How a "Sweet Switch" really works

Discussion in 'Electric Instruments' started by Em7, May 9, 2012.

  1. crgtr

    crgtr Zombie Eight - DFZ

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    I put a sweet switch on one of my SE One's. Did it with a Push/Pull on the volume. It's subtle, but cool.
    [​IMG]
     
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  2. aristotle

    aristotle New Member

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    The part that didn't totally make sense to me about Em7's theory was the part about the 75 ohm impedance of the delay line somehow mimicking the capacitance of a 100 foot cable. Em7 is historically quite knowledgeable though, so I don't discount his conclusion.... His description in his post didn't make the case for me. We haven't heard from him in some time. Hope he's OK.

    Cool SC One crgtr! Do you have a circuit diagram for what the add-on was?
     
  3. ozboy

    ozboy New Member

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    There is a sweet shift on a prs cu24 30th anniversary i have. There is no coil split. Sonically to my ears the sweet shift is almost like moving the pups towards the bridge.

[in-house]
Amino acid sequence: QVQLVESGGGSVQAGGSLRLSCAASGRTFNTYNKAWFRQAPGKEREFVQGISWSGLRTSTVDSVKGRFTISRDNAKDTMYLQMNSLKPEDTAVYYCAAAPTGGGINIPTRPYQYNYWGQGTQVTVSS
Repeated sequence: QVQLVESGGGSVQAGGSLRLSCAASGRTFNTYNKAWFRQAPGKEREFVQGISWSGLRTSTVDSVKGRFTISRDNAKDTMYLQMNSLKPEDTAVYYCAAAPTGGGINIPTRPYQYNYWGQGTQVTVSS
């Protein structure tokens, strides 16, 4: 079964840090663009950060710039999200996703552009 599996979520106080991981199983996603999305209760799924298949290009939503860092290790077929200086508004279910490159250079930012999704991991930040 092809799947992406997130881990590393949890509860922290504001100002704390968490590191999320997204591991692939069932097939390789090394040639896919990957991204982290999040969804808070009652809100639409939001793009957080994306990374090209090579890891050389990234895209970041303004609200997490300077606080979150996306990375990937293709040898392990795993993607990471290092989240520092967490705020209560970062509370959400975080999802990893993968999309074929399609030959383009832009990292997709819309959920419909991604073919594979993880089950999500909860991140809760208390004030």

4. crgtr

    crgtr Zombie Eight - DFZ

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    I'll have to look around. I grabbed 2 off ebay a while back. One to use with push/pull & one with the mini switch.
     
  5. Boogie

    Boogie Zombie Two, DFZ

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    :wink:
    Come, Igor, there's much work to be done...
     
    #25 Boogie, Nov 10, 2015
    Last edited: Nov 10, 2015
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  6. eclecticsynergy

    eclecticsynergy PRS user since '87